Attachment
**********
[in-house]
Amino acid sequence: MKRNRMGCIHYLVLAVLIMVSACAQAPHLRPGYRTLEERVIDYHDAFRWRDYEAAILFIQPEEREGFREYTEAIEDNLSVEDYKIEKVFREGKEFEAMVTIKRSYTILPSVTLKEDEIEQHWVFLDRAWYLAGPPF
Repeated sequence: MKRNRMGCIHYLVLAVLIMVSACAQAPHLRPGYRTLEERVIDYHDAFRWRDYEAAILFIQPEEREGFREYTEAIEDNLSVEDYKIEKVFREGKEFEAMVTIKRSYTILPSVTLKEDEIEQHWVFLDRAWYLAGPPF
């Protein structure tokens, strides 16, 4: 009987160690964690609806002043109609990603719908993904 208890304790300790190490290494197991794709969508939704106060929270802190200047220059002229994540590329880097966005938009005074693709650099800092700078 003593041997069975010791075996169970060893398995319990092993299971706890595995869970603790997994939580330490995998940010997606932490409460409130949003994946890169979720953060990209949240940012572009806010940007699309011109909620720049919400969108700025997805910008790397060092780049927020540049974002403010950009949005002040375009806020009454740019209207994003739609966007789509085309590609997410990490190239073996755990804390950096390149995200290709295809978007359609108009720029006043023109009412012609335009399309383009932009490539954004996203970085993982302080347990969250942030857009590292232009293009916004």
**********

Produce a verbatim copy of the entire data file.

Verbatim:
[in-house]
Amino acid sequence: MKRNRMGCIHYLVLAVLIMVSACAQAPHLRPGYRTLEERVIDYHDAFRWRDYEAAILFIQPEEREGFREYTEAIEDNLSVEDYKIEKVFREGKEFEAMVTIKRSYTILPSVTLKEDEIEQHWVFLDRAWYLAGPPF
Repeated sequence: MKRNRMGCIHYLVLAVLIMVSACAQAPHLRPGYRTLEERVIDYHDAFRWRDYEAAILFIQPEEREGFREYTEAIEDNLSVEDYKIEKVFREGKEFEAMVTIKRSYTILPSVTLKEDEIEQHWVFLDRAWYLAGPPF
């Protein structure tokens, strides 16, 4: 009987160690964690609806002043109609990603719908993904 208890304790300790190490290494197991794709969508939704106060929270802190200047220059002229994540590329880097966005938009005074693709650099800092700078 003593041997069975010791075996169970060893398995319990092993299971706890595995869970603790997994939580330490995998940010997606932490409460409130949003994946890169979720953060990209949240940012572009806010940007699309011109909620720049919400969108700025997805910008790397060092780049927020540049974002403010950009949005002040375009806020009454740019209207994003739609966007789509085309590609997410990490190239073996755990804390950096390149995200290709295809978007359609108009720029006043023109009412012609335009399309383009932009490539954004996203970085993982302080347990969250942030857009590292232009293009916004």